Ah-men brother about installing Suse and Fedora Core. Suse's installer has gotten better with each release, but it's still time consuming, and if you missed something out of the nearly-infinite selections you can make in detailed mode, then you get a repeat with Yast2. As for feeling like a rock star, that is a bit over the top. I just like the fact that when you install Ubuntu It Just Gets Out Of The Way. It is simple.

As for being up a creek without a paddle, that's where "Add/Remove Applications" and the Synaptic Package Manager come into play. Add/Remove gives you the glitzy catalog-style view of applications, while Synaptic lets you get down into the fine grained nitty-gritty of distribution management.

Ubuntu has a staged approach to installation that I've come to appreciate.
  1. Boot into the live desktop. Let the user check out those features she finds are important to her. This is where you start to build a good positive experience.
  2. Get it installed. Install from the live desktop. You've already got the libraries and X booted for a great graphical installer. Install it with the most-used applications and the tools for further configuration after the installation to hard disk. Get it installed quickly and cleanly and continue to build the user's confidence and positive experience.
  3. After installation, show the user a stylistic catalog of additional applications she can install and use. Want to play back DVDs? Show her how. Want to use the latest version of Java (Java 6)? Show her how. Whatever it is she could do on Windows or Mac OS X, give her the same equivalent experience, and then help her quickly find it and easily install it. Add/Remove does this.
  4. For the sophisticated user who wants fine grained control and understands the system, open it up with Synaptic. Yes, they can royally screw things up that way, but that's what freedom means. Freedom to make a choice, even a bad one. Just remember that with freedom comes the responsibility of accepting the consequences of your actions.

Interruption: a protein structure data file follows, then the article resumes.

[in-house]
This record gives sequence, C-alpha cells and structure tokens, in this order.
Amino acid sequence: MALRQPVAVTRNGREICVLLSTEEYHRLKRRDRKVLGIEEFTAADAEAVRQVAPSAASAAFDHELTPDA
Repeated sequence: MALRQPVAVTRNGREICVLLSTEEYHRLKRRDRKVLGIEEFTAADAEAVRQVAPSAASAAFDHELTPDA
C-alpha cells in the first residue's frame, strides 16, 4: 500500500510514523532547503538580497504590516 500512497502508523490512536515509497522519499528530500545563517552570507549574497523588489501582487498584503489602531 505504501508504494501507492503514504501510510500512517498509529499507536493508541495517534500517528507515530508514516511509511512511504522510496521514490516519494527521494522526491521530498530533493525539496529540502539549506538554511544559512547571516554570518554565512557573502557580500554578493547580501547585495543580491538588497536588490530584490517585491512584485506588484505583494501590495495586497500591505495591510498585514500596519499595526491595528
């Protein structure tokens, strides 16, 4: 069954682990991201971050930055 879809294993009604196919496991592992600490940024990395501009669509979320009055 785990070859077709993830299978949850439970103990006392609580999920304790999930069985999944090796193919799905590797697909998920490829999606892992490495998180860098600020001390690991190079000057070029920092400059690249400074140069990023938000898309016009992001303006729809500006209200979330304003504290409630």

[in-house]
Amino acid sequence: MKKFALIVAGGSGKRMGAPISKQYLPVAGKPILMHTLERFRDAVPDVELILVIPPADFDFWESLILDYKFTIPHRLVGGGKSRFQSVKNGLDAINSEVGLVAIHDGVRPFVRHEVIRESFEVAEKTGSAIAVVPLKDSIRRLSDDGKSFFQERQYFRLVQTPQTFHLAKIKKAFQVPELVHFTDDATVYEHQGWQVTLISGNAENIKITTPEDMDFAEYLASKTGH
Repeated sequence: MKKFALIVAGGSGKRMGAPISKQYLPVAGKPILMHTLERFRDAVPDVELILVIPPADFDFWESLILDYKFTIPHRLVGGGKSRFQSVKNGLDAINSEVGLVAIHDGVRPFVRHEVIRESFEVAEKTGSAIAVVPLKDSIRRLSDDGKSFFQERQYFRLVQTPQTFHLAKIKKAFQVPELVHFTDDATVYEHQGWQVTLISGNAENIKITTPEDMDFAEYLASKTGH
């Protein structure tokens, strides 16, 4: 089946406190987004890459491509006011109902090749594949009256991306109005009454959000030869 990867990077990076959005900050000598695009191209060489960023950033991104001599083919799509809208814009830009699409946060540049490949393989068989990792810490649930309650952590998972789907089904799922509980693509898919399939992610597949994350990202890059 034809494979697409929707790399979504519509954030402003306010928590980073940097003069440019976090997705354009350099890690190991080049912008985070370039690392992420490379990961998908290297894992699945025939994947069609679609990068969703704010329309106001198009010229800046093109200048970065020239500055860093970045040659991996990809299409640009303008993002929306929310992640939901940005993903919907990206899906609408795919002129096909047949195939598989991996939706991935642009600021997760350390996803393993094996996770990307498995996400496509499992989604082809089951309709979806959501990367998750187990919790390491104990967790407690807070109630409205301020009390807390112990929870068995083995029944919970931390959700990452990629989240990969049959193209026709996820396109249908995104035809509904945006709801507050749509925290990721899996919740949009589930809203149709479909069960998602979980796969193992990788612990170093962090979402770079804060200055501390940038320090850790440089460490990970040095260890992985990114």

I like Ubuntu's installation approach over Suse's because with Ubuntu you get to work a heck of a lot faster. I have been involved in more than one Suse installation where after spending too much time selecting applications and features to install, Suse's installation just crapped out at the end. I've had my greatest problems in that area with notebooks. With Ubuntu I get a much higher level of confidence it will work when it boots from the live CD, followed by a successfull installation. Then I can go in and finish the installation of specific tools and applications.
I still believe MDV is a far better distro than Ubuntu. (I also think SUSE is.) You can, ultimately, do a lot more stuff a lot better. But it doesn’t make you feel like a rock star. I think we (and our erstwhile colleagues / competitors at Novell) need to work on that a bit.
Ah! Mandriva! The ulterior motive finally surfaces... It's funny you should mention Suse. It's my primary distribution of choice, and my blog is littered with little reports about my experiences with it. I think that Suse 10.2 has the best KDE desktop of the various distributions I've touched to date, and prefer to work with KDE rather than Gnome. And I think that Suse could benefit using Ubuntu's method of boot and installation rather than Suse's classical method.

To me this is not a zero-sum game. I'm not looking for a single winner in this process. More fundamentally I'm looking for healthy alternatives to Microsoft Windows. I mentioned Vista earlier, and as pretty and stylish as it has become, it has picked up habits that really disturb me. I feel that Microsoft Windows has gone from being merely intrusive to being heavily invasive of my use of my computer. The prime driver is DRM. Microsoft put it in to help the poor studios continuously re-sell the same content over and over and over again. Microsoft is in the perfect position to apply the same technology to software updates, including the entire OS. Then I'm really screwed. I wind up with a machine not much different than the XBox 360, in which Microsoft has complete control and I don't. I want to foster a dialog with other Linux users so that all of Linux improves over time. We need Linux (and other free alternatives) now more than ever. It may not turn out this way, but I see a time where our computers are so locked down and controlled that we loose the fundamental freedom to really innovate. I don't want to have to go through an authority just to get into my machine's hardware. And I'm afraid that's where we'll wind up if we're not careful.

Saturday, February 24, 2007

Suse 10.2, part 12: Getting WMV video to work in Firefox, adding VLC

After getting Windows Media Video (WMV) to successfully play within Firefox on Ubuntu 7.04, I attempted to achieve the same functionality within Suse 10.2. I pretty much succeeded.